Complex cut & stack from pre-cut package
As my crew and I took on more complex framing projects, I found the roof framing was bogging us down. Walls and ceilings would go up quickly, then things would grind to slow-mo at the complicated cut-up roof. I began to focus on minimizing roof framing time – a challenge on the complex multi-hipped roofs we were building.
After a lot of frustration, and a lot of analysis, I resolved to: A) pre-cut the roof in its entirety; and B) begin cutting the roof on day one. The layout lines were snapped, then measurements were taken for cutting the roof. While the rest of the crew framed the house, I cut the roof.
More than one naysayer dropped by to question my methodology, and my sanity! I recall lines like “putting the cart before the horse”, and “why are you cutting a roof when you don’t have a house yet?” Despite dire predictions to the contrary, I knew that as long as my crew built the house as it was snapped on the slab, my roof would fit.
The entire roof was mapped out on a piece of graph paper, which became my grocery list for cutting the whole package. In a sense, this is similar to what a truss manufacturer does – based on the blueprint dimensions, he builds the roof’s composite parts. Once cut, each jack rafter had starter nails placed at the top, which were used to hang the shorter ones from the top plate, and made nailing in place quick and easy. The rafters were stacked neatly, and marked for location. Each hip was divided into “quadrants”, meaning the set of jack rafters up one side of the hip.
One important key to my system was that layout was pulled in from each corner (not from the center out), so the jack rafters always followed a tidy – and identical – layout at the hip, and any layout adjustments needed were made somewhere in the middle of the wall. By doing this, the jack rafters could be figured and cut from day one – all that was needed was the roof pitch and the rafter spacing. Rafter and joist placement was critical, so layout was marked carefully on the top plate using the roof diagram.
The defining members – the hips, valleys, and ridges – went up first (with a few commons to hold the ridge in place). Once the framework was up, and checked visually to make sure it all planed in properly, the “fill” began, meaning jack and common rafters.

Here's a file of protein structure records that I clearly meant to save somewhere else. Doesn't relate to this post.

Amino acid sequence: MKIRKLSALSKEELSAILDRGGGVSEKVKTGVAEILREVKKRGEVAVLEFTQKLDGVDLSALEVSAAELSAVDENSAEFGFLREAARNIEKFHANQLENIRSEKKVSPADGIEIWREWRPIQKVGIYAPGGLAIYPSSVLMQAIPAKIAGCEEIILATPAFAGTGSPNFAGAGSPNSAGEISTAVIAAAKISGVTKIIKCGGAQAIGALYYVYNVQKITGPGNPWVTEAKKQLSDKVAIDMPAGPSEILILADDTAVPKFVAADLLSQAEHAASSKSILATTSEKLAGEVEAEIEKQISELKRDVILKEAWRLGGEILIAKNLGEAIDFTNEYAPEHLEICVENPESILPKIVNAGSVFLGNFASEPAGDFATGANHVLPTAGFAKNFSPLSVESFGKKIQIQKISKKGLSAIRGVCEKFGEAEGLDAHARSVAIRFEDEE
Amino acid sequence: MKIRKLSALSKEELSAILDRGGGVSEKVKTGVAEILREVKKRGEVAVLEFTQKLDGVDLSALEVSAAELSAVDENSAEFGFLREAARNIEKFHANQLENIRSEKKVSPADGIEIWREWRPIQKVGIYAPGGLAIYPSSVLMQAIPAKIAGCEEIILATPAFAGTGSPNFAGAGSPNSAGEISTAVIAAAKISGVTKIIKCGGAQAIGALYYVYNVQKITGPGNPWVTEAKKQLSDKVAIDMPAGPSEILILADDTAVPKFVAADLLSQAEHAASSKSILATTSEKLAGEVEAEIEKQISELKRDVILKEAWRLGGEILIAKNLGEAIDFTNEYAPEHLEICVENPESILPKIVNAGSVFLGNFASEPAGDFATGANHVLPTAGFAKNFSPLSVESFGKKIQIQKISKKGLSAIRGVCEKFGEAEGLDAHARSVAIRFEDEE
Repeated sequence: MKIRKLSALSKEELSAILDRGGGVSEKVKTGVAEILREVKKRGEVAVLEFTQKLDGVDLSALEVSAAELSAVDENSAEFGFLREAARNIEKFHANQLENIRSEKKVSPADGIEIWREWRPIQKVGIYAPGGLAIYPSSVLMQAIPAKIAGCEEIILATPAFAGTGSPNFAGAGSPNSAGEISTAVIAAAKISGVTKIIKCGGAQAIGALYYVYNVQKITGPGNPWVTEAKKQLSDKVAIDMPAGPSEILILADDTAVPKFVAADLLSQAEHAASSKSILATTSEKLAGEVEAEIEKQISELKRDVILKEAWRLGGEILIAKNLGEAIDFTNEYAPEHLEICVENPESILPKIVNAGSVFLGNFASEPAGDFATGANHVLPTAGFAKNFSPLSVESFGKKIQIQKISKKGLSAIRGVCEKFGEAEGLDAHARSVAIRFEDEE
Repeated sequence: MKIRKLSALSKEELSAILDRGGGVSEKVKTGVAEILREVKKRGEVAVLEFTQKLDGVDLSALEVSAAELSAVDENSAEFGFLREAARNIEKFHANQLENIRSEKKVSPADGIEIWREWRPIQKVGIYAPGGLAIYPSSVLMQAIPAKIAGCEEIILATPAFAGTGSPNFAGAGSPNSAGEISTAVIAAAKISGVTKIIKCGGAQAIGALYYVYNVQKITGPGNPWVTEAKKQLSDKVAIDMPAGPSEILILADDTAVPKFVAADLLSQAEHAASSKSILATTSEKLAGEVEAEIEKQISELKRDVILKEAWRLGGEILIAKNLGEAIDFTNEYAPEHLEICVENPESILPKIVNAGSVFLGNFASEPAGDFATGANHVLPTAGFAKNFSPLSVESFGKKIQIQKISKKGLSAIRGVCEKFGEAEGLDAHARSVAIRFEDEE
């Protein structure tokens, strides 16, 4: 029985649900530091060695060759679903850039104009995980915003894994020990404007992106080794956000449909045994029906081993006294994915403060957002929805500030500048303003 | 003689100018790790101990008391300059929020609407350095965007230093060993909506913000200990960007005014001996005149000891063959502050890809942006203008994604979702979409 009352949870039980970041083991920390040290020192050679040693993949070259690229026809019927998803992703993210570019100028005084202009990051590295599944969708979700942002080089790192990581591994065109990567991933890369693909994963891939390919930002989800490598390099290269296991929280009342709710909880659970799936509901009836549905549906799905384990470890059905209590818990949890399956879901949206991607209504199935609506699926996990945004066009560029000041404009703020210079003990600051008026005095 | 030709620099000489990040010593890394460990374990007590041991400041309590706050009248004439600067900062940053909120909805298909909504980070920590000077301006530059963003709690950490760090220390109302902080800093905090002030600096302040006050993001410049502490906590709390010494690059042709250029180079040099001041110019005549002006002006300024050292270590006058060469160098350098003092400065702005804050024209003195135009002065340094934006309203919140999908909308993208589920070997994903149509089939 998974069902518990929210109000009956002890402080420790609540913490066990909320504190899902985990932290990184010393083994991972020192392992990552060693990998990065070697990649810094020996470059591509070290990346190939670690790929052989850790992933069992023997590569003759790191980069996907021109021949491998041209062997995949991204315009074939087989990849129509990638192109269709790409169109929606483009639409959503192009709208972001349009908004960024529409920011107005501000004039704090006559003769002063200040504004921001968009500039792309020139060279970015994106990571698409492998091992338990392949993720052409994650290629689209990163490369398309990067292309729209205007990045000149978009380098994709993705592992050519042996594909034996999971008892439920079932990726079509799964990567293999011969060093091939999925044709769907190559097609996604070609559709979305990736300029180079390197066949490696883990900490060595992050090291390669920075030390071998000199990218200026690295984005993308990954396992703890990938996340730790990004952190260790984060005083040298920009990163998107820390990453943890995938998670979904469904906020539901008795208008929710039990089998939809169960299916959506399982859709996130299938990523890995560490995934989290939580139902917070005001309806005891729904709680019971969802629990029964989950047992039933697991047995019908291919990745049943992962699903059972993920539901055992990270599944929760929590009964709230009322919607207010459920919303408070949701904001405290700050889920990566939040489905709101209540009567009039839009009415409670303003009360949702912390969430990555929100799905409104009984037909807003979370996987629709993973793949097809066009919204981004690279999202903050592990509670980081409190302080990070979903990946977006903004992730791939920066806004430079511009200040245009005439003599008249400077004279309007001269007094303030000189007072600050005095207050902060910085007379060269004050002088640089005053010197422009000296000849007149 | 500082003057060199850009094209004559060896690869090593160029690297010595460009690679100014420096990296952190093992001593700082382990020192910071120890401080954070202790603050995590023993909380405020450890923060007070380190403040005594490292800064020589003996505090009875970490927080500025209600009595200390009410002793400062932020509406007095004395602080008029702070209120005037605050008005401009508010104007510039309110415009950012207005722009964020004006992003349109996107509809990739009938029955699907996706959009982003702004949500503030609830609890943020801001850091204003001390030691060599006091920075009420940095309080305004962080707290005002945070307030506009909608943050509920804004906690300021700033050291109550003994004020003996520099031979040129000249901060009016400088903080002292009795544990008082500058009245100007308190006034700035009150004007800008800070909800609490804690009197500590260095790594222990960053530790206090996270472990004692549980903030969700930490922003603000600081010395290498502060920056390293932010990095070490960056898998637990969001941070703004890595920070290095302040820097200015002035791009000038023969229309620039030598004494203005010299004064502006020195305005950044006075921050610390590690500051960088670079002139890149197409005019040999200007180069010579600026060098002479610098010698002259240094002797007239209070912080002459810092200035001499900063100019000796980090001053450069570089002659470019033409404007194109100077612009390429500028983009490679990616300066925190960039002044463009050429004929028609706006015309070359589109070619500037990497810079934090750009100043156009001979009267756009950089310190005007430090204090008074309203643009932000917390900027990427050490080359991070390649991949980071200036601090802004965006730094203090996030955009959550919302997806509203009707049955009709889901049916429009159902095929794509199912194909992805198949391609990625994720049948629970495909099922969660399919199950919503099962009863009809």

Doing it this way forced me to take extra care, and a little extra time, in figuring and measuring. I couldn’t cut a piece then put it in place to see if it fit – it just had to be right the first time. My tactic paid off in spades, because while figuring and cutting was a one-man job, the whole crew was involved in stacking the roof.
The actual “stack” portion of this cut-and-stack went quickly – the bulk of the roof was up in a day. Pre-cutting really minimized the stand-around time that used to occur while I’d scratch my head and try to figure the tricky cuts as the roof was going up. The crew enjoyed the project more, and the bottom line got healthier, which means I enjoyed the project more, too. And the client? – well, we all know, to the client, faster is better.
The roof pitch on this particular house was 5:12, with a 24” overhang, square-cut fascia, and 24” o.c. layout. The house design, 2300 sq. ft. not including garage and patio, was from a blueprint given us by Metco homes, the builder.
ALL JACKED UP In this picture, the defining members are up, and now the commons and jack rafters quickly fill in the remainder of the roof. This is where the framers really are having fun. Layout is marked on the wall, but where the jack rafters meet the hip there is no layout to follow. Instead, there is a string line pulled taut along the top center of the hip. When they're nailed in their proper place, that string line remains in the center of the hip. If they're off even a little, the string line will tell - and usually just a whack or two on the opposing jack rafter will put everything right again!
THE RAFTER MATH U LOVE First the entire roof was mapped out and each piece figured, using an inexpensive trig calculator. While at first appearing like a puzzling array of convoluted lines, the run of each piece is actually pretty simple math. Then, converting to theoretical length is not difficult using a standard trig calculator. If you use a proprietary construction calculator, you avoid the step of converting decimals to fractions of an inch. We didn't have Google Sketchup available then, but today you can bet I'd be using it to check my measurements! The adjustments for compensating for material thickness are made when cutting. Height-above-plate is a key measurement to have in mind at all times during the roof cutting.
PUT 'EM IN THEIR PLACE Every single rafter, ridge, hip and valley was cut and organized in numbered stacks, to show where they go. As with trusses, a mixup here can create a lot of headaches at assembly time! On the day the roof was stacked out, each piece of the giant puzzle was spread around the house in its relative position
DOWN IN THE VALLEY & UP ON THE RIDGE The defining members go up first - i.e. ridges, hips and valleys. This is probably the most significant juncture of the process (picture Charlie Brown in the infield, standing under a pop-fly, saying "I'm either going to be the hero or the goat..."). If the roof cutter has done his work well, everything will fit and plane in as it should. Any errors will become quickly manifest at this point!
THE PROOF IS IN THE PUDDIN'! Here is the completed roof, as it appears today. The streamlined low profile of the hip roof, with the wide stuccoed eaves, shows the Prairie influence of Frank Lloyd Wright. One advantage of a cut and stack roof over a truss roof is the increase in useable attic space. You can see more than a hundred photos of this job at http://eyemagination.smugmug.com/gallery/9191786_rXjWH#613456430_sxbd3